Catherine Forth is the Editor of Have Kids Will Travel, inspired by her belief that parenthood needn’t curb your wanderlust. She has lived in 9 countries (so far) and currently resides in Barbados with her husband and two children. To fend off island fever, they spend most school holidays globetrotting elsewhere – most recently a summer stint in Paris.
Most people think of Paris as an ideal city for a romantic weekend, a quick gastronomic getaway or a ten day cultural odyssey. It’s not a destination that particularly screams “6 week family vacation”. However, last summer my husband, 4 and 6 year old daughters and I had the enviable opportunity to park it in Paris for most of July and August. We exchanged homes with a French family and got to live like locals in a chi chi Parisian apartment on a quiet street a short stroll from the hustle and bustle of the Champs Elysées.
When you go anywhere for more than 2 or 3 weeks – especially with children in tow – it ceases to be a typical fleeting holiday escape. We felt like residents rather than visitors. With the luxury of ample time on hand, we got to settle in, slow down, explore at a civilized pace and let the city gradually unfold it’s secrets to us rather than us rushing around to squeeze in a check-list of tourist attractions. We got to strategically balance busy excursions with low key activities and kid’s pleasures with more grown-up pursuits, which helped keep everyone’s temperaments on an even keel.
Yes, we managed to pack in all the big sights in our six weeks in Paris – the Eiffel Tower, the Louvre, Notre Dame, the Arc de Triomphe, Musée d’Orsay and Sacré-Coeur – are not to be missed at any age.
But my family’s favorite memories of Paris were the smaller, simpler, often unplanned things that we’d blissfully stumble onto in between expeditions to the major must-dos. Things like:
– Chilling on deck chairs at the beachy Paris-Plage, Berthillon ice cream from the Île St.- Louis in hand, the kids waving as the bateaux mouches passed by along the Seine.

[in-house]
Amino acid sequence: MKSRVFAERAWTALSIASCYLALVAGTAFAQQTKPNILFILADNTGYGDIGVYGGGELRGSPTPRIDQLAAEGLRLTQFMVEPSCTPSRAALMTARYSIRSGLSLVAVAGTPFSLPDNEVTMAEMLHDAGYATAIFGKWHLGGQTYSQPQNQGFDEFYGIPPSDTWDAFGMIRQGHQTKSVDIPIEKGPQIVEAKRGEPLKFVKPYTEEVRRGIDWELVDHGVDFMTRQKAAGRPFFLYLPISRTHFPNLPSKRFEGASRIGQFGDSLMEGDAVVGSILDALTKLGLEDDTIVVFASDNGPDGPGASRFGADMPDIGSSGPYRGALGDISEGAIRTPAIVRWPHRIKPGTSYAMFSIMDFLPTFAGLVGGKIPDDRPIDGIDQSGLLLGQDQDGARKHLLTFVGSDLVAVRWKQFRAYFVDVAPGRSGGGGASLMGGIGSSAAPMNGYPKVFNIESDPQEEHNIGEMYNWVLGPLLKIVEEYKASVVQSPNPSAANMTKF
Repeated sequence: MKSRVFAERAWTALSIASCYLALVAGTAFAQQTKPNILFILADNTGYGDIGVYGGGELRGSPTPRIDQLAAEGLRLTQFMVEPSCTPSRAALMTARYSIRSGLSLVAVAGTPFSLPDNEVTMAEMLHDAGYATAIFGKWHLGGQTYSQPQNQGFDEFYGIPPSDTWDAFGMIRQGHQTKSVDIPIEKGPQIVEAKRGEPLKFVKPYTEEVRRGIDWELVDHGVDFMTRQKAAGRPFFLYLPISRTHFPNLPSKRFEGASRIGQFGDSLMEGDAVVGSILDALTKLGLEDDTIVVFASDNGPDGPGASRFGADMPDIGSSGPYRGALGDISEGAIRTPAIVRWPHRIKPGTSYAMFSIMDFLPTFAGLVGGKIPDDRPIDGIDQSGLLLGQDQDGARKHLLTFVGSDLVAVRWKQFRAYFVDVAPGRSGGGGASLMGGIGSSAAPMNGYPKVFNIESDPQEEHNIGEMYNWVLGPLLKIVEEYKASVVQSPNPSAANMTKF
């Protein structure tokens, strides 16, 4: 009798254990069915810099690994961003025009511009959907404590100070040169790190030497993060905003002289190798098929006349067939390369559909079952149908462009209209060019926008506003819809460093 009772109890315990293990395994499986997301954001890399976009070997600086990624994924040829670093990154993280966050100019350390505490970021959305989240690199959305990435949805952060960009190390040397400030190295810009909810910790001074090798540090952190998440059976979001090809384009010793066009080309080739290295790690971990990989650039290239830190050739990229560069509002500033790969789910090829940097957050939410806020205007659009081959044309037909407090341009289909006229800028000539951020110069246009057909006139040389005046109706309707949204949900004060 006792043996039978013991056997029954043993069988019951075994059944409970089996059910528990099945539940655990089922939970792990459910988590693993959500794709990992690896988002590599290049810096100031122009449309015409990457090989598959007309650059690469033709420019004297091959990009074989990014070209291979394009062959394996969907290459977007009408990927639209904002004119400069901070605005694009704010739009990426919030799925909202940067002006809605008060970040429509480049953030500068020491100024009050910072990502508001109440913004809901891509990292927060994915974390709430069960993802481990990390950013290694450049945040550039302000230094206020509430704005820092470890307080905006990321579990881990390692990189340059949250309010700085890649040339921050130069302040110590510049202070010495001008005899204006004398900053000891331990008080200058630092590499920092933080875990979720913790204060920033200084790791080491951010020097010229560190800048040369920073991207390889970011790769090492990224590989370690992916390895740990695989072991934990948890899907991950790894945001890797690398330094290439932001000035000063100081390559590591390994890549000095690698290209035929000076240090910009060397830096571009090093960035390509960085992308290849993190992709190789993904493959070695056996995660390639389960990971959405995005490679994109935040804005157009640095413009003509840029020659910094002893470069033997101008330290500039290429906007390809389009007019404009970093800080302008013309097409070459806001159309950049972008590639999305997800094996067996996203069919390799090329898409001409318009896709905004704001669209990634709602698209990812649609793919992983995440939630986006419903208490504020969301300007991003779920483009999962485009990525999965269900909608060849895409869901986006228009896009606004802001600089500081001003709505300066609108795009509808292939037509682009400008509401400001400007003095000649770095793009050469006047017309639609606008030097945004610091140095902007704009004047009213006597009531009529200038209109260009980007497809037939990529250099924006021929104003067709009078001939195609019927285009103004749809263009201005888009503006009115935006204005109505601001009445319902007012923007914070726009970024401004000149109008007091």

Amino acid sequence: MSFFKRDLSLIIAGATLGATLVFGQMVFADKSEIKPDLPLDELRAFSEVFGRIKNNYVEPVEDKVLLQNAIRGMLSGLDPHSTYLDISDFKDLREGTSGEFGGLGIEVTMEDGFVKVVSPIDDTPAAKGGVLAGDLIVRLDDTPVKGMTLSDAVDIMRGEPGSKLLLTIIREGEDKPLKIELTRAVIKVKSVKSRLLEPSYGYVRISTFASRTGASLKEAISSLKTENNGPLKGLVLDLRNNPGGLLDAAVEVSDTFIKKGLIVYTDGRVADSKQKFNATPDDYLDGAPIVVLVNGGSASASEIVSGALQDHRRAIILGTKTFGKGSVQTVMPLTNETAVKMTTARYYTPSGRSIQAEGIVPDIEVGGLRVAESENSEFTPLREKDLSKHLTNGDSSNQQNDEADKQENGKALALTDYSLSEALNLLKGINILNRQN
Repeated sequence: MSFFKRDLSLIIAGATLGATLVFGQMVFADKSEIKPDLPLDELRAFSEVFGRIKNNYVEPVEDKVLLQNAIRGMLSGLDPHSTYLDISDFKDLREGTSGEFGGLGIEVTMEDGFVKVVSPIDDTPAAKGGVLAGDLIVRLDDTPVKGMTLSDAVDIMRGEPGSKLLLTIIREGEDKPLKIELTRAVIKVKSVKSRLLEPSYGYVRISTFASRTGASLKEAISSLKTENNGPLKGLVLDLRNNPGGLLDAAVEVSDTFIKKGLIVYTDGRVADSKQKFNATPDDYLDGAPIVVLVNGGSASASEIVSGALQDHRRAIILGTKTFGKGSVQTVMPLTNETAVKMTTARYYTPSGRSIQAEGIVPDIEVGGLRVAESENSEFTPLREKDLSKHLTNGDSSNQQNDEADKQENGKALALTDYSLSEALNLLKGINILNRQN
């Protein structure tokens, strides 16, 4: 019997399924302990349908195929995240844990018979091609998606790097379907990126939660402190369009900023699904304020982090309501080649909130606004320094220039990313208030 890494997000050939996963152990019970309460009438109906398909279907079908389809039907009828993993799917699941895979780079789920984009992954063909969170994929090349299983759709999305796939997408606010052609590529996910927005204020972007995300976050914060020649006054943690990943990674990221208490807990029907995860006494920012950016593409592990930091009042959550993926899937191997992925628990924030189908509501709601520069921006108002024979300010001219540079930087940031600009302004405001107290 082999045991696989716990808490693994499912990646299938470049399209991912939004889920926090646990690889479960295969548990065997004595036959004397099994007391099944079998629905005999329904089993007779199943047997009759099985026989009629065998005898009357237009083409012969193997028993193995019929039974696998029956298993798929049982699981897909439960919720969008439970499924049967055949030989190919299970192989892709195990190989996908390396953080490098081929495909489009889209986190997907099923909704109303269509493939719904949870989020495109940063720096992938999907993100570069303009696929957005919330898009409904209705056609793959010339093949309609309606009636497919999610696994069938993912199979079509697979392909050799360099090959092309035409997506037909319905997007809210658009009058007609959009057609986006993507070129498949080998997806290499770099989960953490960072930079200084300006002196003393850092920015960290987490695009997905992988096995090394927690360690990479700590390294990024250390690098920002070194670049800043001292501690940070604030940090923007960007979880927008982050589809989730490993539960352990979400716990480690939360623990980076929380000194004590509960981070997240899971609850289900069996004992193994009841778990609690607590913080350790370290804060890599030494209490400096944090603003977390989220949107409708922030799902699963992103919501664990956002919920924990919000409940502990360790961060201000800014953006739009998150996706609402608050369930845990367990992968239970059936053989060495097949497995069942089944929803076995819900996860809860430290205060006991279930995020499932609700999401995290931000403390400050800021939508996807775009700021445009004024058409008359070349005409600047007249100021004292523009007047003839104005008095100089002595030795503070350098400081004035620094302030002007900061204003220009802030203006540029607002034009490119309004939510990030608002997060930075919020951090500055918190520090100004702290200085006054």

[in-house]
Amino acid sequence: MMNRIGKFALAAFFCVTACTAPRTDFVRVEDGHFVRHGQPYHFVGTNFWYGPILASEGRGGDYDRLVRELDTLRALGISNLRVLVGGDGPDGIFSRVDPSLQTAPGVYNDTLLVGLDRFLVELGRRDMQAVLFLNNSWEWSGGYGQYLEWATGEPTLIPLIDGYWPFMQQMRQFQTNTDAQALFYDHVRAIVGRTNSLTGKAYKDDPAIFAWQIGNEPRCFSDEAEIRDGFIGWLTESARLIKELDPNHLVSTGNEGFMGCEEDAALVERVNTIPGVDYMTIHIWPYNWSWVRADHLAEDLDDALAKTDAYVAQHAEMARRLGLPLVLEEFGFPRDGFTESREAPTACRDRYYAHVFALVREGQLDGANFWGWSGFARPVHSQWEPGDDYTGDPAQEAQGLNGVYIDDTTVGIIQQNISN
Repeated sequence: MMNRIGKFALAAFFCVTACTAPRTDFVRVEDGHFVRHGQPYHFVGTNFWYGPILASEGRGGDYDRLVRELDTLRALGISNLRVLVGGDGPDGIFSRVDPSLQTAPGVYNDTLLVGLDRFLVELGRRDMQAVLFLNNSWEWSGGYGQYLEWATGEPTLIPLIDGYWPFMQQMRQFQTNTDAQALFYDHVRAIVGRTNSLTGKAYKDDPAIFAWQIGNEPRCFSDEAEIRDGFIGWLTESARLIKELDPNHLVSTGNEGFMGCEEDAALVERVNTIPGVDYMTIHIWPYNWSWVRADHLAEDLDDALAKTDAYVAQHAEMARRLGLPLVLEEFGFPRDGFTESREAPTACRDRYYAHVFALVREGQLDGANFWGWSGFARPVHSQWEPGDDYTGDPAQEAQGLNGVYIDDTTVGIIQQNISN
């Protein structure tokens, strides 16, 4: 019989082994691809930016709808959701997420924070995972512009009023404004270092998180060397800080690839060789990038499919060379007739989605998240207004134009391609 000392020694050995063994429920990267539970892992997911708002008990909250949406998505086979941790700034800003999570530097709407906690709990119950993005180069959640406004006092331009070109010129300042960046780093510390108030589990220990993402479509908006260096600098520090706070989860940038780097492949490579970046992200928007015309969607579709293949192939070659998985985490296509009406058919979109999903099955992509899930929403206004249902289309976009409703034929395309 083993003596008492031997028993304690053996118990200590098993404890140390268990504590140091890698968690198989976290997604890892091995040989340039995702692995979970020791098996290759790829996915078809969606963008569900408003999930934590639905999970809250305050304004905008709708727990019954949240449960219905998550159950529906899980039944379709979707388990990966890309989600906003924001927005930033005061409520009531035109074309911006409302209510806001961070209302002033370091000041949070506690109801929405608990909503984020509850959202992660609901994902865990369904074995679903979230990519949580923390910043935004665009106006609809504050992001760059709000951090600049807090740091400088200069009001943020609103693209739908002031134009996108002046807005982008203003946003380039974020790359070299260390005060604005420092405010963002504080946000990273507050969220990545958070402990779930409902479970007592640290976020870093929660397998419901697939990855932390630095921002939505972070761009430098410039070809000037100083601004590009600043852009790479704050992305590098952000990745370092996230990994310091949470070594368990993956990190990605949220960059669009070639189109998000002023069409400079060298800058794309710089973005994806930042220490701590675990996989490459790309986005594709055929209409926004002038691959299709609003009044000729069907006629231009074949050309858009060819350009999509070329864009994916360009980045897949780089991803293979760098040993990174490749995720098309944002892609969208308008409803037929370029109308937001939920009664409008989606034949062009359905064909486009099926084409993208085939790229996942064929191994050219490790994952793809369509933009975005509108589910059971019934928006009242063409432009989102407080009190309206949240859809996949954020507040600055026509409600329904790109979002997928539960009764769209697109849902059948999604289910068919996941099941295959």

– Treating the girls (okay, me too) to a daily macaron from bakeries like Ladurée and La Nôtre, sampling all the different colors and flavors of these heavenly meringues.
– The kids climbing Henri de Miller’s modern sculpture L’ecoute outside St. Eustache near Les Halles. Who needs a playground when you’ve got a big stone head to climb?
– Picnicking in Parc Monceau, our local green space where we would play, peramble and people-watch after an active day. This pretty park is not on the tourist radar, but was an essential part of our authentic Parisian experience and the kids made friends despite the language barrier.
– A day at the Jardin d’Acclimitation in the Bois du Bologne – a closer, cheaper, gentler counterpoint to Paris Disneyland. Built in 1860, this old fashioned amusement park kept my girls enchanted for hours with it’s classic dragon roller coaster, train ride, splash park and Guignol puppet theater.
– Traipsing through Marie Antoinette’s farming hamlet at the far end of the gardens of Versailles, where the young queen used to go to play shepherdess and escape royal life. Most tourists allot one overwhelming day to the colossal Château Versailles and never make it here, but we made several visits and got to explore the Petit Trianon, gardens, bike paths and canals at leisure.
– Poking the classic wooden sailboats at the Luxembourg and Tuileries gardens, as generations of Parisian children have done before us. The responsibility of guiding these petites bateaux along with the wind engaged my girls’ focus more than any battery-operated toy could.
– Spending the morning at the Claude Monet Foundation in Giverny (75km north of Paris) painting water lilies in his garden. We had loved his 360-degree pictures in the Musée de l’Orangerie, so we brought art supplies to his inspirational lily pond to create our ownmini-masterpieces.
– Indulging in a cup of impossibly thick, rich, molten chocolat at Angelina’s on the rue de Rivoli. We split one pot between the four of us and consumed enough calories to sustain us through winter.
– Strolling aimlessly around distinctive districts like le Marais, theLatin Quarter and the Canal Saint-Martin. While not particularly kid-friendly, we were never too far from a creperie, ice cream stand, play park or piggyback ride if the girls got antsy. Frankly, they seemed to enjoy soaking in the urban vibe as much as I did (a real contrast to our island life).
While I am eternally grateful I got to embrace the pleasures of Paris with my family, the more time we spent savoring city the more time we craved. Six weeks was not enough for these greedy francophiles.
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